More on YOUTH

February 10, 2016

So, I just got this comment on my flip little post about Youth:

“What is the point of this? An opinion without explanation is frustrating and useless.”

Maybe Deborah is right about that.

When I wrote that Youth is an idea in search of a movie, what I meant is that it is over-conceptualized and even sterile.  It doesn’t flow very well and it manages at once to be overly abstract in terms of narrative without delivering on formal properties of style that — since form and content are inextricably linked — might reinforce some of the central themes in ways that would elevate the film as a whole.

It’s not a bad film, but it is a bit of a missed opportunity because Youth is neither emotionally engaging nor aesthetically distinctive.



February 10, 2016

So, I realized in my flurry of blog updates that I never mentioned Youth, which seems to me an idea in search of a film.  If you’ve seen it, let me know if you agree.  If you haven’t, puzzle over that a bit.

While always fun to watch Michael Caine and Harvey Keitel, the film is a bit of a letdown.



February 10, 2016

In my flurry of activity to make some blog updates before choosing my Top Ten films of the year, I recollect that I never wrote about Spotlight, which will undoubtedly make my list of favorite films.

Journalists have taken a beating in recent years, and our polarizing political times filled with commentators spouting off 24/7 is no small part of the problem. This film champions the best of them working to uncover truths and right wrongs, which is a story sorely needed to valorize the profession and bring some balance into public perception.


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February 10, 2016

It so happens that I saw Brooklyn one afternoon in December and saw Carol that same evening.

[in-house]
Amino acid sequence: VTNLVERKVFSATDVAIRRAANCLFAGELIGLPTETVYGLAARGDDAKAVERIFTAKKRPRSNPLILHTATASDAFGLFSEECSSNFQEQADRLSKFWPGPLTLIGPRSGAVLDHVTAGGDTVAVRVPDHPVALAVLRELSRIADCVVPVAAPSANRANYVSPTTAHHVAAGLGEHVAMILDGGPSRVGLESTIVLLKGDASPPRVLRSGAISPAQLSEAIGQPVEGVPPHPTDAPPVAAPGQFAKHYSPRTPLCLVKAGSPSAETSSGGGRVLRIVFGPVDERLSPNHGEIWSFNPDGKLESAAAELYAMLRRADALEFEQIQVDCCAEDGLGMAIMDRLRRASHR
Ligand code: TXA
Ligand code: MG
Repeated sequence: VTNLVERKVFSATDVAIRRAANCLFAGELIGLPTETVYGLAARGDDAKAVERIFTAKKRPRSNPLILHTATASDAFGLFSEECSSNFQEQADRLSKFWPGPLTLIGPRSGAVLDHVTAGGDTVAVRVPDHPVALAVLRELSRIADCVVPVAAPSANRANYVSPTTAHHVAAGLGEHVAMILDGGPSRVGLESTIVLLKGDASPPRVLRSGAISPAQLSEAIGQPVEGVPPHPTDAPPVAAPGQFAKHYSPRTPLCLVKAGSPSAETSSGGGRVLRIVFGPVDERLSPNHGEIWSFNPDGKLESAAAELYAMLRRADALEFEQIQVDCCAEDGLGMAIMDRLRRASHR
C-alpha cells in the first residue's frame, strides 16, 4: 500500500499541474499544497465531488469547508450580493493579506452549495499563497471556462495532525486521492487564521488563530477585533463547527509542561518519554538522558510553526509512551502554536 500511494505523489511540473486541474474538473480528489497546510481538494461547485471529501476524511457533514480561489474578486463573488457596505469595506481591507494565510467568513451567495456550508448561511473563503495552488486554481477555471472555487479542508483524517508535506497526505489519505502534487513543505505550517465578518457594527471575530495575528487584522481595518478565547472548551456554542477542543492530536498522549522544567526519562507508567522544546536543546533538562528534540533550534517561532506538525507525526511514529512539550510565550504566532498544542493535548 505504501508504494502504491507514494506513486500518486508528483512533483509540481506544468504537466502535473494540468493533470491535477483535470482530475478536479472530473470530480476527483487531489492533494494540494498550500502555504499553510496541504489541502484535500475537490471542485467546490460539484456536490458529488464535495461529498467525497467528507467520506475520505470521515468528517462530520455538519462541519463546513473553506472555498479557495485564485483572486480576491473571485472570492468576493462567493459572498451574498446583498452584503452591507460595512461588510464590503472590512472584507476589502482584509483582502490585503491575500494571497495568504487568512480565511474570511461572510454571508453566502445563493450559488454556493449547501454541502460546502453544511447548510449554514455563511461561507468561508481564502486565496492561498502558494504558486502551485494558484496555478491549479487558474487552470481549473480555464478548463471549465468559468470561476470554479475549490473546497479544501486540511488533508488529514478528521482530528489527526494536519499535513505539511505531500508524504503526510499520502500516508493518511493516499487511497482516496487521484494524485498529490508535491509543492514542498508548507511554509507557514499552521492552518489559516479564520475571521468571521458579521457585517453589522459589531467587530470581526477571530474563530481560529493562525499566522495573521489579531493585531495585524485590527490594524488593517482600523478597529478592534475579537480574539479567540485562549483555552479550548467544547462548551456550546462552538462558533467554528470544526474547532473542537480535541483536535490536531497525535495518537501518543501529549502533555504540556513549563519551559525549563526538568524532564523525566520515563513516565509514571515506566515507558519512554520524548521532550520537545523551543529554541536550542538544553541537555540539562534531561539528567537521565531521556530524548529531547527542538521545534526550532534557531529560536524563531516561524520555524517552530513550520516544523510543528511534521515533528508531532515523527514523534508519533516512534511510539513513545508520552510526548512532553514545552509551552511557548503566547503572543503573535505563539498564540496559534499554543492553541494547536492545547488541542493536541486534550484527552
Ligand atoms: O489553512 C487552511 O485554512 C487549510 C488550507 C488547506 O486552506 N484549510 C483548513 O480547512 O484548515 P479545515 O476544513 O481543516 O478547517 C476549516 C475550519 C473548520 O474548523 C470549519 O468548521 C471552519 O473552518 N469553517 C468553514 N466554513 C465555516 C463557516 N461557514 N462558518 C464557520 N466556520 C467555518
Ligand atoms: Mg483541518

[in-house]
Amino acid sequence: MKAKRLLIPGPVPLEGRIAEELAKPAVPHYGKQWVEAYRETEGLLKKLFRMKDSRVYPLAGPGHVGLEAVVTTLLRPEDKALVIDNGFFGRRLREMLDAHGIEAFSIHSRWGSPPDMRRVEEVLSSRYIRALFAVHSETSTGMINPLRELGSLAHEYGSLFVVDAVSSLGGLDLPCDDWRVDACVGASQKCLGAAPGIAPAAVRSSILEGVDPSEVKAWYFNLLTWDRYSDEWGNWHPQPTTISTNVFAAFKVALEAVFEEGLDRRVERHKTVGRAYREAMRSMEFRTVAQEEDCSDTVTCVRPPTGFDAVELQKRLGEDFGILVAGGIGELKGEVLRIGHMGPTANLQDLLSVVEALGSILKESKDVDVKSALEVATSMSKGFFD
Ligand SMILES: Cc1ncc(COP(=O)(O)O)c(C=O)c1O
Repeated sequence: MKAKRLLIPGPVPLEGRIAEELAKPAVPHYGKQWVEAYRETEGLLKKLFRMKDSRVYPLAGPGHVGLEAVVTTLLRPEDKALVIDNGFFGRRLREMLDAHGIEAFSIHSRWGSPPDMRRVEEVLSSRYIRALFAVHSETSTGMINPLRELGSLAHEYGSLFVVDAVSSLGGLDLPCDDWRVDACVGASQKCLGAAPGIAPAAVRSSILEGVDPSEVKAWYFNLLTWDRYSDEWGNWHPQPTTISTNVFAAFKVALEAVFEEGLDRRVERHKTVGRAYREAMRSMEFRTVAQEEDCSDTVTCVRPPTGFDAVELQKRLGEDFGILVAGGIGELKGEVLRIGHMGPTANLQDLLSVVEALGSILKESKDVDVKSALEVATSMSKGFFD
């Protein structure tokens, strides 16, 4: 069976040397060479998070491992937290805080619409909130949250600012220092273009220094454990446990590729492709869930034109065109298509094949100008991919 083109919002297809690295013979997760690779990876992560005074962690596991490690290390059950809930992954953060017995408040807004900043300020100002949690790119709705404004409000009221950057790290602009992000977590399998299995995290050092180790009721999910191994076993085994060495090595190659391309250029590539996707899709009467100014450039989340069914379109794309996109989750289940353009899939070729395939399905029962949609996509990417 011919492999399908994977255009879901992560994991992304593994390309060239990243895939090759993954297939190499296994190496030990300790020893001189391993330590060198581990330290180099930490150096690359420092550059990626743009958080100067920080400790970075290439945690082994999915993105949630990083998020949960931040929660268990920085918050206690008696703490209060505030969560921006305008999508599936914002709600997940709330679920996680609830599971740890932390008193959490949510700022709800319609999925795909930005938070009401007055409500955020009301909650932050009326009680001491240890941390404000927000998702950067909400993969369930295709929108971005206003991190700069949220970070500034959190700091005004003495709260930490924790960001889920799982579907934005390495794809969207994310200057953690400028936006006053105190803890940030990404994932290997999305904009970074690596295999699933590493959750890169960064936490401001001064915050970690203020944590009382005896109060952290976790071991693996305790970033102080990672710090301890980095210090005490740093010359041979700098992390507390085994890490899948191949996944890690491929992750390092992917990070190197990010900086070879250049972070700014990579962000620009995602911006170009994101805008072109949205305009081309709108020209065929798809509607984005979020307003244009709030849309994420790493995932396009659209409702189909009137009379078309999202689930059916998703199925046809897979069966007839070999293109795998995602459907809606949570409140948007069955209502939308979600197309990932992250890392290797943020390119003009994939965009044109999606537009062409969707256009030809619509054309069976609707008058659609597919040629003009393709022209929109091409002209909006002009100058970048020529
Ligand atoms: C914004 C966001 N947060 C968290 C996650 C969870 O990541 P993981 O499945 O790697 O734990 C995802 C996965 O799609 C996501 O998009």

One is lovely, even sweet, and I enjoyed it. The other is brilliant, and it is best appreciated within a larger context.

One is nominated for a Best Picture Oscar. The other has (in my opinion) been snubbed.


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February 10, 2016

I can’t remember seeing a film that moved me so profoundly or worked for me so perfectly as 45 Years since…well…since a few weeks ago when I saw Mustang, but both are exceptional movies despite the short time between my experience of them.

Both of them also speak to my predilection for intimate dramas that reveal the interiority of characters and unfold in realistic episodes, what I like to think of as non-traditional (feminine rather than Aristotelian) narrative structures encased in a style that feels artless but actually reflects a series of conscious choices and understated but evocative craft.

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February 10, 2016

It occurs to me — as I sort through the movies I watched over the last year in preparation for naming my Top Ten — that I never wrote about The Hateful Eight.

I didn’t start out as a Quentin Tarantino hater and still like Reservoir Dogs and, to a lesser degree, Pulp Fiction.

But, I admit it:  I put off seeing The Hateful Eight until I couldn’t dodge the bullet any longer.

Hateful Eight

This semester, I’m teaching a seminar on Deadwood and The Western. I think David Milch’s HBO series is important and brilliant in its way (why else a course built around it?), so don’t call me squeamish or label me a traditionalist who hates modifications to the genre.

In fact, revisionist Westerns are among my very favorites.

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February 10, 2016

This simple, well-told story is the first Jordanian film nominated for an Academy Award (Best Foreign Language Film).

Set during World War I in the deserts of Southern Jordan, the narrative follows a young Bedouin boy and his older brother as they escort a British officer and an Arab to a secret location.

Is it a coming of age film, a war film, a take on the Western, or a little Hero’s Journey? Perhaps it is not quite any of those things or a bit more than all of them.

Theeb is the name of the main character, and his performance in this small film is a large part of what gives it such heart and implied scope. Beautifully crafted and worth seeing.